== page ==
Step 1. I open up a New File in Photoshop. For a long signature I work in a 3×6 window, but smaller will work well, too. I only watermark images that I use online so my brush, here, uses a resolution of 72 pixels/inch; were I to make one for print, I’d use a higher resolution.  I use a white background because, as we will see in Step 2, it helps me see the type and effects as I apply them.

Step 2. Using the Text Tool: I add a new blank layer above the white background layer. That will be the type layer upon which I create the signature/message. For this example, I am showing you one of my more aggressive brushes — on two layers it says “Copyright: Prairieifire Productions (2010)/Please — Do Not Copy”. There’s really nothing to this, just type in and space what you want — in black type. When you are done, you will have block, black letters. This screen shot gives you both the image and the Layers Panel. (Note: the text layer is actually transparent. However, because the Background layer is still on, it appears to be white.)

Step 3. Making it “See Through”: For a pure “signature” brush, some people go directly to Step 5 to create their brush. But, for purposes of watermarking, most of us want a somewhat “see through” mark. Here’s where we turn our block letters into a mark. We do so by adding some Layer Styles to the upper, text layer. So, making sure we are working on the text layer, we click on the “fx” button at the bottom of the Layers Panel and go to Blending Options. Within the Blending options window, go to Advanced Blending>Fill Opacity. Drag the slider to the left. As you do, the inside of the lettering becomes more transparent. I usually slide down to 10% or so. The lettering will get very faint with the white layer turned on. It will almost disappear working on the transparent layer, alone. That’s why I use the white background layer. Here’s what you’ll see:

(For the moment, please disregard the check marks in the Bevel and Emboss boxes. They come next and I took these screen shots while switching between my options. Bad me. I couldn’t go slowly enough to capture each step separately.)

Step 4. Giving the Brush Some Style and Shape: In the same panel, choose the Bevel and Emboss section. Here’s where you add the 3D look. Go wild. Slide the sliders. Have some fun. Here are the settings I used:

You may want to add a few more effects — like drop shadows or glows. Knock yourself out. They are easy to add and delete.

When you have what you think will work, turn off the Background layer (click on the eyeball to the left of the layer) to see your signature/message on the transparent layer only.

Some people would save this image as a “file”. To use it, they would open it up and drop it over the image they wanted to protect. They’d use the Free Transform command to size and place it.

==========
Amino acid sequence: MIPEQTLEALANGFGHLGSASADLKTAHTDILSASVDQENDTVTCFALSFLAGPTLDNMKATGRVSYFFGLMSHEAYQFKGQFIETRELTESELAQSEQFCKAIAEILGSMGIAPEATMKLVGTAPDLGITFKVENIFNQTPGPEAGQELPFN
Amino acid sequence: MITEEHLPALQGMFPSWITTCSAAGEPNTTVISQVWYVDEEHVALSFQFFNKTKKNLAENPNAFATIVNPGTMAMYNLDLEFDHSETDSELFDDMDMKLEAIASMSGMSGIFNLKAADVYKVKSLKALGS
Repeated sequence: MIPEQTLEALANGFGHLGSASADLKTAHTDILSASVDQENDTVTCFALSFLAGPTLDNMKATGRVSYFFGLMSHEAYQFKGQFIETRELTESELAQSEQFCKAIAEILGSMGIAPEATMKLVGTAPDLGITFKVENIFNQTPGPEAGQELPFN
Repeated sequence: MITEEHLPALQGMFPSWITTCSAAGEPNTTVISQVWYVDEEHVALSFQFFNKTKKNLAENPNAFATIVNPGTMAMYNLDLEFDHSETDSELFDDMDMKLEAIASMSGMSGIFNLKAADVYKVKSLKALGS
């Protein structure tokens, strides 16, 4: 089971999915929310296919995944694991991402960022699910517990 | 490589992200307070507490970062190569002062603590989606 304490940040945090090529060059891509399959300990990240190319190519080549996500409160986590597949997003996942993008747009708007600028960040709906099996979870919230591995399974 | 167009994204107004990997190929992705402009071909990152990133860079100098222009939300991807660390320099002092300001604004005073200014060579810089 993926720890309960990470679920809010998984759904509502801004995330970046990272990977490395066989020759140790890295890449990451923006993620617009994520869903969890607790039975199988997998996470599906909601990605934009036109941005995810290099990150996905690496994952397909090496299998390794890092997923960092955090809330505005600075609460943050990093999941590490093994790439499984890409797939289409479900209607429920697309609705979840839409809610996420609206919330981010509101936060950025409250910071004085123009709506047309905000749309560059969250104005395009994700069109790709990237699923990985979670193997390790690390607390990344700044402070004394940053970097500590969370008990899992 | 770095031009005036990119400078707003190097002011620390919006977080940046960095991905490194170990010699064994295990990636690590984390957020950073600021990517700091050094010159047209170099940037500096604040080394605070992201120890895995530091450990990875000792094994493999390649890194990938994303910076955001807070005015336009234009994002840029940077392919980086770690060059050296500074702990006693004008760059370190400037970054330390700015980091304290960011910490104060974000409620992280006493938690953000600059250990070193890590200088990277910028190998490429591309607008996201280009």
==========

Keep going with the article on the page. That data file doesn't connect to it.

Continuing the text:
That’s way too many steps for me. So, I turn my “messages” into brushes. Doing so is incredibly easy.

Step: 5 Making a Brush: Now, the easy part. With the Background layer turned off, working on the transparent layer, make a selection of the text.

In the menus, go to Edit>Define Brush Preset. Name your brush and click “OK”. That’s it.

You’ll find your brush in with all of your other brushes, usually at the bottom of the stack.  Try it out. If you don’t like it, you can go back into the original .psd file and make some adjustments.

A few final tips: Work on a transparent layer at the top of your layers stack. You can change the size, location, opacity and color while working on that layer. And, by putting the message on its own layer, and not flattening the image, you retain the ability to turn off the layer, and the message so as to print or deliver a clean version of the image.

But Wait — There Will Be More!!!

The “brush” approach works great when you are working one image at a time. However, it’s not really helpful when you want to protect a large bunch of images.

Fortunately, there are ways to apply the message in batches.

In Part II. of this article I’ll show you two solutions I use, NAPP’s Watermark Creator, and onOne Software’s PhotoFrames Pro 4.5.

I’ll try to get Part II up, soon.

(Copyright: PrairieFire Productions/Stephen J. Herzberg — 2010)

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3 Responsesto “Protecting Our Work: Watermarking Part I.”

  1. Fay says:

    Thank you Stephen,
    I realized I was already doing it but with my signature. Thanks for sharing!

  2. Mar schmitt says:

    Thanks, This is a great idea I will make mine today.

  3. DorRae says:

    Hey thanks Steve,
    I watermarked the long way, this is much better and I love learning something new!